There's a very strong, very widespread temptation for oppressed people to become oppressors when they gain power. It's how they've been treated; they tend to think of it as normal. But it doesn't work very well, regardless of who is on top. Resisting the temptation is very difficult.

>>Now the question is, okay, so what, exactly, are these sexual privileges? That is, how are asexuals discriminated against?<<

Well, some are obvious. There is a social expectation to get married and have children. If you don't, people tend to pester you; this isn't as strong in mainstream America as in some other cultures, but bad enough. Marriage is highly privileged -- it gets you tax breaks, makes it easier to buy a house and get other persk, etc. It's a sexualized union; there isn't a nonsexual version available to people who wish to function as a permanent social unit. (I'm in favor of different types of marriage and social union, but sheesh, the mainstream can't even figure out that gay marriage is beneficial.) So if you're not married, you also have a devil of a time with designating someone to handle emergencies if you are incapacitated; hospitals are bitchy about visiting; lawyers yawp about inheritance and wills. All the problems homosexuals have because they can't marry also apply to asexuals who don't marry. You shouldn't be pressed into a sexualized situation just to function in society.

Then of course there are gems like corrective rape, which is the violent end of the "You just need to have sex with the right person" argument. It happens to homosexuals; it can happen to asexuals. Anyone can be raped, but some folks have extra risk factors that conventionally sexual people don't.

All of this is damaging to society as well as to individuals, because diversity is strength. If it weren't, it wouldn't be there. Ecosystems are strongest at their most diverse; in a society, diversity boosts problem-solving ability. So trying to stamp it out weakens a society.

We don't need EVERY human being to have sex and make babies. It's a GOOD THING if some people are concentrating on some other major life goal. They may put extra resources toward someone else's kids and/or tackle a different project altogether. The same evolutionary benefits of homosexuality apply to asexuals too. It's not a bug, it's a feature.
like a herd of turtlespoto_heart on May 27th, 2011 06:10 pm (UTC)
Re: Thoughts
I think you're very right that groups that usually don't have control in society often seize the opportunity to do so when they can. I'm not so sure it's oppression, though, as opposed to discrimination or exclusion? Since the control they have is very localized; but I can see the argument being made that their control is localized to what could be considered vital resources, since they're usually safe spaces for queer people, and safe spaces are very important for people who don't feel safe in greater society. And I see how exclusion from vital resources could very well be oppression.

I would argue, personally, that marriage is more of a romantic than a sexual situation; considering people that one might label as sexual and aromantic - like guys that we might traditionally label 'players' or 'eternal bachelors', who wouldn't consider marriage unless their preferences undergo some change, or they're pressured into it by society. But it is true that there are expectations that go along with marriage that include things like sex. I think marriage in general is a really complicated issue, and right now it hurts a lot of people, the way society sees it...you are completely right that diversity is a strength, and the social attitude that marriage+kids is the lifegoal that everybody should have is a problem. In this case, I think, the ecology that would be strengthened with more acceptable diversity would be our economy; the homogeneity in our society now allows some industries to grow to monoliths, and locks others (like real estate) into very rigid patterns that make it difficult to recover from what should be a small recession.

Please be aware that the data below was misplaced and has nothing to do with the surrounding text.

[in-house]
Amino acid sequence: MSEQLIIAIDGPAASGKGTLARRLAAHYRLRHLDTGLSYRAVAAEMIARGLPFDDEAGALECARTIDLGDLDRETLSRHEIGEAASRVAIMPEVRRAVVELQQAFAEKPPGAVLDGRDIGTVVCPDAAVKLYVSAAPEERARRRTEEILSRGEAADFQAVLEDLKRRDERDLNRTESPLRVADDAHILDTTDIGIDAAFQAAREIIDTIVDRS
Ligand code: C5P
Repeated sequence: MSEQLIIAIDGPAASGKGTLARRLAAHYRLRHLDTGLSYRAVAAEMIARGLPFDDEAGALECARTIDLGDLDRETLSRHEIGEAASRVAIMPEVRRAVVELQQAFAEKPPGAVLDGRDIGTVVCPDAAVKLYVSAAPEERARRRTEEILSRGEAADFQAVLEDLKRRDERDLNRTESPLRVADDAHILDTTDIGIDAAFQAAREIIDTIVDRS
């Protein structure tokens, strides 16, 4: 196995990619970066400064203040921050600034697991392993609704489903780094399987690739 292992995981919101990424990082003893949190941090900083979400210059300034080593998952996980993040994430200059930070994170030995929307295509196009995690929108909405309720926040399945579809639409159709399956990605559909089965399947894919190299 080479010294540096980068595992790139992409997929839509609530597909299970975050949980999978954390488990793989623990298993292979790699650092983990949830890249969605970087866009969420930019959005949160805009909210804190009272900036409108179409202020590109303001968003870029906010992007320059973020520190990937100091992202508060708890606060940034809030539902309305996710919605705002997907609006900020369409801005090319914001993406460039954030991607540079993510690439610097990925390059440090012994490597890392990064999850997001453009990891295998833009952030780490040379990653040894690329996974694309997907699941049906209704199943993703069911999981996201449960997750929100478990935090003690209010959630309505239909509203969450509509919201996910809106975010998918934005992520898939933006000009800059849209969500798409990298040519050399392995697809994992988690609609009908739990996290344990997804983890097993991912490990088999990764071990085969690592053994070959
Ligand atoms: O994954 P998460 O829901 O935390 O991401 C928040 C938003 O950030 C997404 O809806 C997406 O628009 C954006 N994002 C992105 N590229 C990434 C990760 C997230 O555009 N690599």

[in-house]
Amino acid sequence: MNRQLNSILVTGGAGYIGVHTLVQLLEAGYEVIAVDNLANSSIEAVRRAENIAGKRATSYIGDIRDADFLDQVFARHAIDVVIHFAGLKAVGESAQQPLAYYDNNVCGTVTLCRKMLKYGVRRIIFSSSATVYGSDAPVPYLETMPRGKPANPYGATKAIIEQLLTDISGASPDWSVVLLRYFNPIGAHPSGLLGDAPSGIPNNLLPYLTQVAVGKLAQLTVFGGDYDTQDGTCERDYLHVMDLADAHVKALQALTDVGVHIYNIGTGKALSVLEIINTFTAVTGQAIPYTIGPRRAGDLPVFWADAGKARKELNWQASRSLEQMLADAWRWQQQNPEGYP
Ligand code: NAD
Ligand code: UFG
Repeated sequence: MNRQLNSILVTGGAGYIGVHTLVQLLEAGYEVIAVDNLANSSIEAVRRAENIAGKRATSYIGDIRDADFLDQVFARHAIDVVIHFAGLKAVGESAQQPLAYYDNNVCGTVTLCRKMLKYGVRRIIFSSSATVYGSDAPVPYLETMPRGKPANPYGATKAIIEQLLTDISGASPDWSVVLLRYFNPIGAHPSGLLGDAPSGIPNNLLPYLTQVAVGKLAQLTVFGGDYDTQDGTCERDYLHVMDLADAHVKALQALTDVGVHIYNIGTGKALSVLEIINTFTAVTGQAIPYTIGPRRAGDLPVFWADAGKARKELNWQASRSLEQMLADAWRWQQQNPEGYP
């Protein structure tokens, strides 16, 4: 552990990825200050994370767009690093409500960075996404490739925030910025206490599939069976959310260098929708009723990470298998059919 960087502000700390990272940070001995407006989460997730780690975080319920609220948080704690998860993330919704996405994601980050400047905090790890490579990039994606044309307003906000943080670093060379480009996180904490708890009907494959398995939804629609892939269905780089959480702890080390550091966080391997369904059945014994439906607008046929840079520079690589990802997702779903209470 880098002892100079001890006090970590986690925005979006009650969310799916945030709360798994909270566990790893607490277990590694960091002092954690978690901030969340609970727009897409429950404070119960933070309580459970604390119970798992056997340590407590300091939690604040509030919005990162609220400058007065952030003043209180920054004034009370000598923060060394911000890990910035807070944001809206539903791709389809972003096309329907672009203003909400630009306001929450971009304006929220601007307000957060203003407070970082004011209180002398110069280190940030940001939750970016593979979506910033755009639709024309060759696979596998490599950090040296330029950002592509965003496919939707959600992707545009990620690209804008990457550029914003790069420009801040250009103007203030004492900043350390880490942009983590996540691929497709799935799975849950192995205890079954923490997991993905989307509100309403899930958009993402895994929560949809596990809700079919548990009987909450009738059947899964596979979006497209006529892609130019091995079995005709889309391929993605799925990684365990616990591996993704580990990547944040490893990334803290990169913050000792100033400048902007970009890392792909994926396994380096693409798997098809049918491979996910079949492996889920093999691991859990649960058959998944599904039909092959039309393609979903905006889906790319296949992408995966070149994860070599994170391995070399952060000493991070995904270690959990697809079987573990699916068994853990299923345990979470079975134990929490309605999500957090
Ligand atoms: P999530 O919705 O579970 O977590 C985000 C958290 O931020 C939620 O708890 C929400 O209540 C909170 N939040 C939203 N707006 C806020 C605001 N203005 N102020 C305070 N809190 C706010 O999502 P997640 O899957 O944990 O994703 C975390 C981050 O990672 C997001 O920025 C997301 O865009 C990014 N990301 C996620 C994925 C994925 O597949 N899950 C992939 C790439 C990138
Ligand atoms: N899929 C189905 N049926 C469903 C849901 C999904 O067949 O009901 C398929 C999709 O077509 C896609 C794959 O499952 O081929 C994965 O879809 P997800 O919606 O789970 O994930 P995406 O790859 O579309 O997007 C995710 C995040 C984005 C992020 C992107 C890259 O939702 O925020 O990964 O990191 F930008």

Okay, I went off on a total tangent there. I think I was trying to get at this: the marriage issue is a really complex one that I don't really feel capable of tackling myself. But you have a lot of good thoughts on it.
Re: Thoughts - ysabetwordsmith on May 27th, 2011 06:47 pm (UTC) (Expand)
Re: Thoughts - poto_heart on May 27th, 2011 07:14 pm (UTC) (Expand)
Re: Thoughts - ysabetwordsmith on May 27th, 2011 07:32 pm (UTC) (Expand)
Re: Thoughts - poto_heart on May 27th, 2011 07:58 pm (UTC) (Expand)
Re: Thoughts - ysabetwordsmith on May 27th, 2011 09:34 pm (UTC) (Expand)
Re: Thoughts - ysabetwordsmith on May 27th, 2011 06:47 pm (UTC) (Expand)
Re: Thoughts - poto_heart on May 27th, 2011 07:01 pm (UTC) (Expand)
Re: Thoughts - ysabetwordsmith on May 27th, 2011 07:28 pm (UTC) (Expand)
Re: Thoughts - poto_heart on May 27th, 2011 07:55 pm (UTC) (Expand)
Re: Thoughts - ysabetwordsmith on May 27th, 2011 10:46 pm (UTC) (Expand)
mylittlehazmat on May 30th, 2011 01:52 am (UTC)
Thank you. I was kind of in the thick of it (and still am) and I didn't realise there were actual respectful conversations going on about it. I blame it on my complete inability to use LJ properly, but ... it's nice there are people out there who aren't completely willing to stick us with a knife and twist it.

I've been accused of being heterosexist, bigoted, emotionally coercive ... I've been torn down, and this gives me just a tiny bit of hope that maybe there might be some good at the end of the tunnel. Somewhere.
like a herd of turtlespoto_heart on May 30th, 2011 02:59 am (UTC)
You're welcome. I'm sorry people have treated you so terribly, and I really wish I could do more to help. That is, I hope I can do more to help, in time.